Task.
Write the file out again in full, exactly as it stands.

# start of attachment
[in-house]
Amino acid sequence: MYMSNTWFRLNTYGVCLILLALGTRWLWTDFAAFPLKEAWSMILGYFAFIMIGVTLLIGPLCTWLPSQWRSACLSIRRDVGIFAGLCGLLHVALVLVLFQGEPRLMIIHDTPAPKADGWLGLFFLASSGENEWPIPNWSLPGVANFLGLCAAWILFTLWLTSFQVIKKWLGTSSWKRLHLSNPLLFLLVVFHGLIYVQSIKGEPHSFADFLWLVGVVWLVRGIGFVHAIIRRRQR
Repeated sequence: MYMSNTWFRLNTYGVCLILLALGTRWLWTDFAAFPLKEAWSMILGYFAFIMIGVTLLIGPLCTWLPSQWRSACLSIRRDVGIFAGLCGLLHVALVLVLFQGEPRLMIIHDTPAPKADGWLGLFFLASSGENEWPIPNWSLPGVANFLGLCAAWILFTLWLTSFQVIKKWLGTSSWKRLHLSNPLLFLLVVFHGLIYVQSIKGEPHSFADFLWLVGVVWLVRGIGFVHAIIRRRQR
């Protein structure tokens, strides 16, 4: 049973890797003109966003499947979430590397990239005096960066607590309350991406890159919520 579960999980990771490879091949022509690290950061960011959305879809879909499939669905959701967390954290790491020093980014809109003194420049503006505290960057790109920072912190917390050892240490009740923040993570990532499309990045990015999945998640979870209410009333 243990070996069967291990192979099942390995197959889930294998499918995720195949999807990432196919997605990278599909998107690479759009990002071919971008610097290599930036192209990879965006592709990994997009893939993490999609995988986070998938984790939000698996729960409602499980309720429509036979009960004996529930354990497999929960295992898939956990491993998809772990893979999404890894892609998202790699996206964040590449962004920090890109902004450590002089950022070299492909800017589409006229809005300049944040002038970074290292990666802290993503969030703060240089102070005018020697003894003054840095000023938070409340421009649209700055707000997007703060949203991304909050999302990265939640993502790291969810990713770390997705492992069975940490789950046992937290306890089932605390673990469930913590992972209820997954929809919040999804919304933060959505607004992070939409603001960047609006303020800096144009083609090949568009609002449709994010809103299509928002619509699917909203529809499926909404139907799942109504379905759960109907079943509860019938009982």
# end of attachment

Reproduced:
[in-house]
Amino acid sequence: MYMSNTWFRLNTYGVCLILLALGTRWLWTDFAAFPLKEAWSMILGYFAFIMIGVTLLIGPLCTWLPSQWRSACLSIRRDVGIFAGLCGLLHVALVLVLFQGEPRLMIIHDTPAPKADGWLGLFFLASSGENEWPIPNWSLPGVANFLGLCAAWILFTLWLTSFQVIKKWLGTSSWKRLHLSNPLLFLLVVFHGLIYVQSIKGEPHSFADFLWLVGVVWLVRGIGFVHAIIRRRQR
Repeated sequence: MYMSNTWFRLNTYGVCLILLALGTRWLWTDFAAFPLKEAWSMILGYFAFIMIGVTLLIGPLCTWLPSQWRSACLSIRRDVGIFAGLCGLLHVALVLVLFQGEPRLMIIHDTPAPKADGWLGLFFLASSGENEWPIPNWSLPGVANFLGLCAAWILFTLWLTSFQVIKKWLGTSSWKRLHLSNPLLFLLVVFHGLIYVQSIKGEPHSFADFLWLVGVVWLVRGIGFVHAIIRRRQR
């Protein structure tokens, strides 16, 4: 049973890797003109966003499947979430590397990239005096960066607590309350991406890159919520 579960999980990771490879091949022509690290950061960011959305879809879909499939669905959701967390954290790491020093980014809109003194420049503006505290960057790109920072912190917390050892240490009740923040993570990532499309990045990015999945998640979870209410009333 243990070996069967291990192979099942390995197959889930294998499918995720195949999807990432196919997605990278599909998107690479759009990002071919971008610097290599930036192209990879965006592709990994997009893939993490999609995988986070998938984790939000698996729960409602499980309720429509036979009960004996529930354990497999929960295992898939956990491993998809772990893979999404890894892609998202790699996206964040590449962004920090890109902004450590002089950022070299492909800017589409006229809005300049944040002038970074290292990666802290993503969030703060240089102070005018020697003894003054840095000023938070409340421009649209700055707000997007703060949203991304909050999302990265939640993502790291969810990713770390997705492992069975940490789950046992937290306890089932605390673990469930913590992972209820997954929809919040999804919304933060959505607004992070939409603001960047609006303020800096144009083609090949568009609002449709994010809103299509928002619509699917909203529809499926909404139907799942109504379905759960109907079943509860019938009982």